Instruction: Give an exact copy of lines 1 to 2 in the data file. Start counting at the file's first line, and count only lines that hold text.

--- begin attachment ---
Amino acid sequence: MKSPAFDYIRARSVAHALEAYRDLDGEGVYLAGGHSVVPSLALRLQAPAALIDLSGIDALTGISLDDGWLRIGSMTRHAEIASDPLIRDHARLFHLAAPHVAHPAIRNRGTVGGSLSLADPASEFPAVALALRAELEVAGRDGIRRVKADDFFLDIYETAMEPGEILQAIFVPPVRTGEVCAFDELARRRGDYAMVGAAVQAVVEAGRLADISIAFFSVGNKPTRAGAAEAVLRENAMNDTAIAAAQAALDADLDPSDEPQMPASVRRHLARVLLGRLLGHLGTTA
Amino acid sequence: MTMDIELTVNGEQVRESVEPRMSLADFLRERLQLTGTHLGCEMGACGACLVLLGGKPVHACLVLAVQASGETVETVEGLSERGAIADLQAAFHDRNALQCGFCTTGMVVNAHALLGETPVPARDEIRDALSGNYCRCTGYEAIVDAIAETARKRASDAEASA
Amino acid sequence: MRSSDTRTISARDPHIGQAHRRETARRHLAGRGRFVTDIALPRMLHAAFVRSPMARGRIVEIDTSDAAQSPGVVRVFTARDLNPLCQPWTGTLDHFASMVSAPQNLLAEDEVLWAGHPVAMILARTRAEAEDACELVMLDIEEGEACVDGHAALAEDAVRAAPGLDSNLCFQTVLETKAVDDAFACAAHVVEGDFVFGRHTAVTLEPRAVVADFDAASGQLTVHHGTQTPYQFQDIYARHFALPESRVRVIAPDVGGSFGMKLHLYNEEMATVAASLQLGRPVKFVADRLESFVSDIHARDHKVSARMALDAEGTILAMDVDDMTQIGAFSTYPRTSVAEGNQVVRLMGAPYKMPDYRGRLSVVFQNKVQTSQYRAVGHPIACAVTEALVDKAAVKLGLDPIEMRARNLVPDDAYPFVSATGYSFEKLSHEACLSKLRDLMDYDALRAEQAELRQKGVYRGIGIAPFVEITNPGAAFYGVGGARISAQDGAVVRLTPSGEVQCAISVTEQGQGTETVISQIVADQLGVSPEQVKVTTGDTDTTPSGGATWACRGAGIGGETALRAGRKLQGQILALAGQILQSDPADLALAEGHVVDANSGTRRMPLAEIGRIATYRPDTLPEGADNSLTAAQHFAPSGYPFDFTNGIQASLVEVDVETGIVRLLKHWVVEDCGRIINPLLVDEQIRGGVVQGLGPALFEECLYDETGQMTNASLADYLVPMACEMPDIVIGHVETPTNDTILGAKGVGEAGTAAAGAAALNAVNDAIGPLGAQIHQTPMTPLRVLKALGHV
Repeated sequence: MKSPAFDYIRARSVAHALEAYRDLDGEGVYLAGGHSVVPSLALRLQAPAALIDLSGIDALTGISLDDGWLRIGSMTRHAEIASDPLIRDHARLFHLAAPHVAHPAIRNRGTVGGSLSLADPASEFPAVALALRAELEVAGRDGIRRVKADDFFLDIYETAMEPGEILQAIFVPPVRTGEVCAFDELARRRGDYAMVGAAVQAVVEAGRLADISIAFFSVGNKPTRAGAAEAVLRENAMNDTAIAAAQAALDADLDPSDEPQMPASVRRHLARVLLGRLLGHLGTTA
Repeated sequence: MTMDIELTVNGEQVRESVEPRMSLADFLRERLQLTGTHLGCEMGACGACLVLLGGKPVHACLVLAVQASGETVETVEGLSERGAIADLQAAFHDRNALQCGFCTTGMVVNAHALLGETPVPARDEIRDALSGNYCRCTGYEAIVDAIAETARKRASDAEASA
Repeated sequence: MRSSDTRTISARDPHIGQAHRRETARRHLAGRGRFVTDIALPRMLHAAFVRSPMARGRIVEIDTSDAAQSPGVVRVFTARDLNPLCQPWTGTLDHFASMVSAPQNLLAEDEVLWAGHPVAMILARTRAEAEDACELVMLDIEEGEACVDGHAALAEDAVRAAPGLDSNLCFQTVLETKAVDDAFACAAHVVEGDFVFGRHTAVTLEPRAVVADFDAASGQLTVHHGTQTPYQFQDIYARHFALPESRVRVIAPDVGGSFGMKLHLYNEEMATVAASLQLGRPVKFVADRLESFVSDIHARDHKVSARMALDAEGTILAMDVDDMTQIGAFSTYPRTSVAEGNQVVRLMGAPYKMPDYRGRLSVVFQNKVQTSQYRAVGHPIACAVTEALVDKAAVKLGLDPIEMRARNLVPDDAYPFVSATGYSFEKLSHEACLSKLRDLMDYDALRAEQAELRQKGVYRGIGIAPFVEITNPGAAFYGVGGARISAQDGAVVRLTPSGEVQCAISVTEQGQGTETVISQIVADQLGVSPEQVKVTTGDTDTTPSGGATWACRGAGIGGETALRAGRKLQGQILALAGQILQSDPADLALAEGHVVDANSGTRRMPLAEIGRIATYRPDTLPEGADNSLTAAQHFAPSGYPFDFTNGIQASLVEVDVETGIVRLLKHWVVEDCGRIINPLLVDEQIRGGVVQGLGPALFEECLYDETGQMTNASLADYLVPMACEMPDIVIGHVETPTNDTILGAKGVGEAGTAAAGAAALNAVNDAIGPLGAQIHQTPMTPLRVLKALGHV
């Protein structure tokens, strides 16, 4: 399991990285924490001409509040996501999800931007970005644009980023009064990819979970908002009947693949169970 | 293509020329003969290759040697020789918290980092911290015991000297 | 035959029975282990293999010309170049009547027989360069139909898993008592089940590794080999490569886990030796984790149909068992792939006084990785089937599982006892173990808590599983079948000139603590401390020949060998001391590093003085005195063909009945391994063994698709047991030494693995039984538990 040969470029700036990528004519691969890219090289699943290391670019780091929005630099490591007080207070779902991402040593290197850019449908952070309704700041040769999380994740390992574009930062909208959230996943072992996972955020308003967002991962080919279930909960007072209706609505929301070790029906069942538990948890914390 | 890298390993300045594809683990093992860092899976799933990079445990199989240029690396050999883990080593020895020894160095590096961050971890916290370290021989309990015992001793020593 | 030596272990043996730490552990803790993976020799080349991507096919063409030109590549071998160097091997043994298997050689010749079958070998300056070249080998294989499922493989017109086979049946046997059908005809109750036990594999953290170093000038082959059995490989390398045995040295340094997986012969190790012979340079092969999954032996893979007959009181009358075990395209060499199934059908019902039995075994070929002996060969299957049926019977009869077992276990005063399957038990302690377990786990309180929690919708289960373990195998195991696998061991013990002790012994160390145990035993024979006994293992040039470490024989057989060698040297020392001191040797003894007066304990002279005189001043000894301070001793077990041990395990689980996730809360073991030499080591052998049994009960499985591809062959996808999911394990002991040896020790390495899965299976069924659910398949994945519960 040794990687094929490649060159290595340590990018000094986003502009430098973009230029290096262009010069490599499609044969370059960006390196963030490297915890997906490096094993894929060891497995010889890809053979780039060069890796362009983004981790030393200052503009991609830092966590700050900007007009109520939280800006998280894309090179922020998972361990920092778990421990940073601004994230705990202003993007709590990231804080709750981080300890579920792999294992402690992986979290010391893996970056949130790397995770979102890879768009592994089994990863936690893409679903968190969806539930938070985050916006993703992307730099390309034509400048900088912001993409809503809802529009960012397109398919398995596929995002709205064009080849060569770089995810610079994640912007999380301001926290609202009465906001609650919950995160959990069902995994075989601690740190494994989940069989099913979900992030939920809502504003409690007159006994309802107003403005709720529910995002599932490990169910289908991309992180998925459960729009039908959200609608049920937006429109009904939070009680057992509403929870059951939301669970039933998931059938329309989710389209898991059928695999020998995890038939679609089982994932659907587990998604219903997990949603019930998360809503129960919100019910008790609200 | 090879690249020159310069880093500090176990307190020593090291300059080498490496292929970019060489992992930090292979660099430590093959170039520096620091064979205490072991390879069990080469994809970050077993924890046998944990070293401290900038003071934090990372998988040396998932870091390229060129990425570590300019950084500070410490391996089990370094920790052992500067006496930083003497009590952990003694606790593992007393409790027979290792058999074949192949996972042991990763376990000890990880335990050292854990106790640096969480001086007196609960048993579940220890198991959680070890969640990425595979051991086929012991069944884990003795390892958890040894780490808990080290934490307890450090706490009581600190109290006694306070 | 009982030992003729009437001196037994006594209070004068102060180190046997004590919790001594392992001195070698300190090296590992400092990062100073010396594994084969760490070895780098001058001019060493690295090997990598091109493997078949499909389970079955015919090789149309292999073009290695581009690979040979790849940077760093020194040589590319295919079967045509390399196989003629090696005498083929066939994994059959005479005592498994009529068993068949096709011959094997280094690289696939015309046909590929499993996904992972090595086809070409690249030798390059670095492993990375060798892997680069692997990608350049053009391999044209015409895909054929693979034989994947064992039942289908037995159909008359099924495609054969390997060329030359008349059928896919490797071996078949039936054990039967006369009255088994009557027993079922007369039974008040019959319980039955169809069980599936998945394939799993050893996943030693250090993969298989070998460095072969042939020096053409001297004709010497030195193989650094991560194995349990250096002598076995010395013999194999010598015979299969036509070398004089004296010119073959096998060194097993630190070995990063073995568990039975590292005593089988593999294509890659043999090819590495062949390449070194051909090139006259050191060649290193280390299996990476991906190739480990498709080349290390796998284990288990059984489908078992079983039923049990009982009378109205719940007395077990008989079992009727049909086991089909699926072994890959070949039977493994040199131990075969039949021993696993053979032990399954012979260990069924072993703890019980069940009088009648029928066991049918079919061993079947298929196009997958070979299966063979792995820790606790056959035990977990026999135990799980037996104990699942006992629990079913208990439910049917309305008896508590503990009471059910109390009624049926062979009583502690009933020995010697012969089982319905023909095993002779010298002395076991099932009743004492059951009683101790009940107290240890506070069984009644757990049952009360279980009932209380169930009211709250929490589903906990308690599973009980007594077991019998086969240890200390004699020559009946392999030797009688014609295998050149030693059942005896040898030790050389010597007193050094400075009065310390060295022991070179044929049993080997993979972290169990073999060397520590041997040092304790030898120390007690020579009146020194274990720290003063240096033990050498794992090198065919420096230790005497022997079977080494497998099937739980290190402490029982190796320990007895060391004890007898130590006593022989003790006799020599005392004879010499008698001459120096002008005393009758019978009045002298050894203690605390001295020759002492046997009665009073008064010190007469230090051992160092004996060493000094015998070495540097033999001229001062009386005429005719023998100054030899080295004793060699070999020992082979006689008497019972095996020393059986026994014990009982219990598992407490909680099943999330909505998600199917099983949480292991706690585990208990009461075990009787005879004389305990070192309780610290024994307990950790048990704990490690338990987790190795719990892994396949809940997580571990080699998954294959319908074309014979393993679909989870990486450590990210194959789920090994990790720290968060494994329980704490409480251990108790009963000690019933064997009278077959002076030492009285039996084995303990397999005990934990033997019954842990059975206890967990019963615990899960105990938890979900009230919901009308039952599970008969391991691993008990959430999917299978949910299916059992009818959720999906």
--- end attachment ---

Amino acid sequence: MKSPAFDYIRARSVAHALEAYRDLDGEGVYLAGGHSVVPSLALRLQAPAALIDLSGIDALTGISLDDGWLRIGSMTRHAEIASDPLIRDHARLFHLAAPHVAHPAIRNRGTVGGSLSLADPASEFPAVALALRAELEVAGRDGIRRVKADDFFLDIYETAMEPGEILQAIFVPPVRTGEVCAFDELARRRGDYAMVGAAVQAVVEAGRLADISIAFFSVGNKPTRAGAAEAVLRENAMNDTAIAAAQAALDADLDPSDEPQMPASVRRHLARVLLGRLLGHLGTTA
Amino acid sequence: MTMDIELTVNGEQVRESVEPRMSLADFLRERLQLTGTHLGCEMGACGACLVLLGGKPVHACLVLAVQASGETVETVEGLSERGAIADLQAAFHDRNALQCGFCTTGMVVNAHALLGETPVPARDEIRDALSGNYCRCTGYEAIVDAIAETARKRASDAEASA